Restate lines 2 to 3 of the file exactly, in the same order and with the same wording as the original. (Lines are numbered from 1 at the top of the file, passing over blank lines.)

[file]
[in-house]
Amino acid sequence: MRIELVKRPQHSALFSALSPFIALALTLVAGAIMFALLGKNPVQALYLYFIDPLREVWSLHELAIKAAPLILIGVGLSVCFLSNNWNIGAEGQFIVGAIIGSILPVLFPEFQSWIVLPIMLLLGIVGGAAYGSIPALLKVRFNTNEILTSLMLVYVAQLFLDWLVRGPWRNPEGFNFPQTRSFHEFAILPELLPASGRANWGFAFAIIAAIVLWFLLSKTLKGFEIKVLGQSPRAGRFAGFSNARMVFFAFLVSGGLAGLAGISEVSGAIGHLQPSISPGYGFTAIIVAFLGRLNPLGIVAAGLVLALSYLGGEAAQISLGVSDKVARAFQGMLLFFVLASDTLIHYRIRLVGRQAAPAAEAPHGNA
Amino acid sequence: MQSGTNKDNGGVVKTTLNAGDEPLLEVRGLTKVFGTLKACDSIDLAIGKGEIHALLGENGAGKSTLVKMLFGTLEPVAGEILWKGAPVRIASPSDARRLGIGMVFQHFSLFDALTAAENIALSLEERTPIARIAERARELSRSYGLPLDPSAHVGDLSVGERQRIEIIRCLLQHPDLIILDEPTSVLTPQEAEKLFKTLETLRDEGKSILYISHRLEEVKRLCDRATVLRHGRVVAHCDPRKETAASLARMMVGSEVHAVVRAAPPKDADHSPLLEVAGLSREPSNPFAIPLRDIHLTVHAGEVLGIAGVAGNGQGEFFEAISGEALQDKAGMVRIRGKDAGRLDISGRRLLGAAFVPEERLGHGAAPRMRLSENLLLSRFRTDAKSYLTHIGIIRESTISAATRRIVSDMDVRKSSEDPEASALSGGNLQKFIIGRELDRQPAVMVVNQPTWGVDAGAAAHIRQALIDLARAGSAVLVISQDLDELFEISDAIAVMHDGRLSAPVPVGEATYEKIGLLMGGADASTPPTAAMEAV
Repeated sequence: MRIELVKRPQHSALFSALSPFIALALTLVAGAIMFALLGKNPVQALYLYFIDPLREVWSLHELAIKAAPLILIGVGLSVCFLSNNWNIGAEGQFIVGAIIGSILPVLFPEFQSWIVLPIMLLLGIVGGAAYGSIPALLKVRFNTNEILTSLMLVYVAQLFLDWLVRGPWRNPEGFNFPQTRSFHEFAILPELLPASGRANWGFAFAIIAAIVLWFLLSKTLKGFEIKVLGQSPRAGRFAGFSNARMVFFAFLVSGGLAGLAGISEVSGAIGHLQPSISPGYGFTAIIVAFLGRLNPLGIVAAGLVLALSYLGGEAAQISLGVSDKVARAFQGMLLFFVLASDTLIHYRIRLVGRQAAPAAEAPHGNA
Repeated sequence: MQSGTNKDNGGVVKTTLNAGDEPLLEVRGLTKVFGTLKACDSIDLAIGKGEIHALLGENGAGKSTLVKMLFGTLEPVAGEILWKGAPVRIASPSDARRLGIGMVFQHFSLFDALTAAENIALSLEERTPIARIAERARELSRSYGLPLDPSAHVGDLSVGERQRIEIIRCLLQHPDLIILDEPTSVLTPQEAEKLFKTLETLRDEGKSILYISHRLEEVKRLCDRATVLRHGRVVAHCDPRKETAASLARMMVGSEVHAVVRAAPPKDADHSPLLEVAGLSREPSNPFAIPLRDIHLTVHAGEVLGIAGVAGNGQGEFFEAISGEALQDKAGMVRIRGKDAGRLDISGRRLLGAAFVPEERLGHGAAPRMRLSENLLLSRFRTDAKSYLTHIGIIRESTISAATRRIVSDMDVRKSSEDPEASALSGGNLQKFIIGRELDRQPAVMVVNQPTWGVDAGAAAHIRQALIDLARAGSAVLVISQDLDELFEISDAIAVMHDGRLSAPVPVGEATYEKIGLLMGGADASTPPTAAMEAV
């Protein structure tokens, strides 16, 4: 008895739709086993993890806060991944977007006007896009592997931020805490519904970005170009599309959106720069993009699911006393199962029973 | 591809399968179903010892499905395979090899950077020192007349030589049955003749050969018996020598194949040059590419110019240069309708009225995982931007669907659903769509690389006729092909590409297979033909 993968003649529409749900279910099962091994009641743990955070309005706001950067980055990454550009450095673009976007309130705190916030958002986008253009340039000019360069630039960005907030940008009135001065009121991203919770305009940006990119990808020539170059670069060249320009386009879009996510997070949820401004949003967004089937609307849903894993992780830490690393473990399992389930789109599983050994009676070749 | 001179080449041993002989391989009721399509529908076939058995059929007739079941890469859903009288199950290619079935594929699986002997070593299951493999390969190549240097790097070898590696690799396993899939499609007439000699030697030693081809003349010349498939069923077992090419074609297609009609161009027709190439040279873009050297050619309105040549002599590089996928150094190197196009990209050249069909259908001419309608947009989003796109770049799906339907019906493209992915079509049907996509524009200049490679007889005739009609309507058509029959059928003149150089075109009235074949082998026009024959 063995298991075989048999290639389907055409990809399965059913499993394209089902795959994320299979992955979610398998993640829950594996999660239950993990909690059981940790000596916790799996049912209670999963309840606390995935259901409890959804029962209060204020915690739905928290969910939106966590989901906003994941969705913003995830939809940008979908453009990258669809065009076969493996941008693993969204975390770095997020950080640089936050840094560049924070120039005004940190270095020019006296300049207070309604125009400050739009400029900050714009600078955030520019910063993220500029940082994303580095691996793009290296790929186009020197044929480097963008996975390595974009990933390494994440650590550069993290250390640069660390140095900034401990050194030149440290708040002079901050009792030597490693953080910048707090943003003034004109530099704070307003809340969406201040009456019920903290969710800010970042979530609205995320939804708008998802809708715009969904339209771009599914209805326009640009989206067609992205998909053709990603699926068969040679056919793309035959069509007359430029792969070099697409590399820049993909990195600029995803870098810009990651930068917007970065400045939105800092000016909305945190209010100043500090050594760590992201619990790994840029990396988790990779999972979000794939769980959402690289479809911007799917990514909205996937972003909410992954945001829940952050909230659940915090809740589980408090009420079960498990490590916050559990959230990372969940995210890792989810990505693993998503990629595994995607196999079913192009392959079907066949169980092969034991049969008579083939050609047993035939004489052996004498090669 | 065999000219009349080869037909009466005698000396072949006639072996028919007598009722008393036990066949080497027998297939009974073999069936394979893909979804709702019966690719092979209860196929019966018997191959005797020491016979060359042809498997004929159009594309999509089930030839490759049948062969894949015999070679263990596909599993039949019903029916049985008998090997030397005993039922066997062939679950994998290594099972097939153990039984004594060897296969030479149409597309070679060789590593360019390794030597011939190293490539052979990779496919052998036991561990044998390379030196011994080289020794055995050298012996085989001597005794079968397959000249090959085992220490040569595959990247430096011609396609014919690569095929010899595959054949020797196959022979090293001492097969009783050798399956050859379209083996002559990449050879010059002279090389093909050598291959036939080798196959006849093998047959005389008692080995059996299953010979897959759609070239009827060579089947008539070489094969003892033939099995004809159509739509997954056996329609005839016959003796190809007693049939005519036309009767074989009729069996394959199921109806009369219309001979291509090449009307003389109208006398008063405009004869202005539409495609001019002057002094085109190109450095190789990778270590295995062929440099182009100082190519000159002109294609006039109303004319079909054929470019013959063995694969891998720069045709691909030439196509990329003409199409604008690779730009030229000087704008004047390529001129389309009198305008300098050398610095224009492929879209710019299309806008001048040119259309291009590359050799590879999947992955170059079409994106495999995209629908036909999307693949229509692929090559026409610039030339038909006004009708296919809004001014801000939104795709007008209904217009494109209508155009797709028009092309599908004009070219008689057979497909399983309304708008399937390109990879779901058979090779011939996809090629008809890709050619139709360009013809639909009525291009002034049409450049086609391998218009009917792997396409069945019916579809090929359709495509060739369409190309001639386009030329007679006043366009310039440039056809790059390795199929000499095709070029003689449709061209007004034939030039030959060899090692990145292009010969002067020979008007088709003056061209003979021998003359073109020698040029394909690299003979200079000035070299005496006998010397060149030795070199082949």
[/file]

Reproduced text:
Amino acid sequence: MRIELVKRPQHSALFSALSPFIALALTLVAGAIMFALLGKNPVQALYLYFIDPLREVWSLHELAIKAAPLILIGVGLSVCFLSNNWNIGAEGQFIVGAIIGSILPVLFPEFQSWIVLPIMLLLGIVGGAAYGSIPALLKVRFNTNEILTSLMLVYVAQLFLDWLVRGPWRNPEGFNFPQTRSFHEFAILPELLPASGRANWGFAFAIIAAIVLWFLLSKTLKGFEIKVLGQSPRAGRFAGFSNARMVFFAFLVSGGLAGLAGISEVSGAIGHLQPSISPGYGFTAIIVAFLGRLNPLGIVAAGLVLALSYLGGEAAQISLGVSDKVARAFQGMLLFFVLASDTLIHYRIRLVGRQAAPAAEAPHGNA
Amino acid sequence: MQSGTNKDNGGVVKTTLNAGDEPLLEVRGLTKVFGTLKACDSIDLAIGKGEIHALLGENGAGKSTLVKMLFGTLEPVAGEILWKGAPVRIASPSDARRLGIGMVFQHFSLFDALTAAENIALSLEERTPIARIAERARELSRSYGLPLDPSAHVGDLSVGERQRIEIIRCLLQHPDLIILDEPTSVLTPQEAEKLFKTLETLRDEGKSILYISHRLEEVKRLCDRATVLRHGRVVAHCDPRKETAASLARMMVGSEVHAVVRAAPPKDADHSPLLEVAGLSREPSNPFAIPLRDIHLTVHAGEVLGIAGVAGNGQGEFFEAISGEALQDKAGMVRIRGKDAGRLDISGRRLLGAAFVPEERLGHGAAPRMRLSENLLLSRFRTDAKSYLTHIGIIRESTISAATRRIVSDMDVRKSSEDPEASALSGGNLQKFIIGRELDRQPAVMVVNQPTWGVDAGAAAHIRQALIDLARAGSAVLVISQDLDELFEISDAIAVMHDGRLSAPVPVGEATYEKIGLLMGGADASTPPTAAMEAV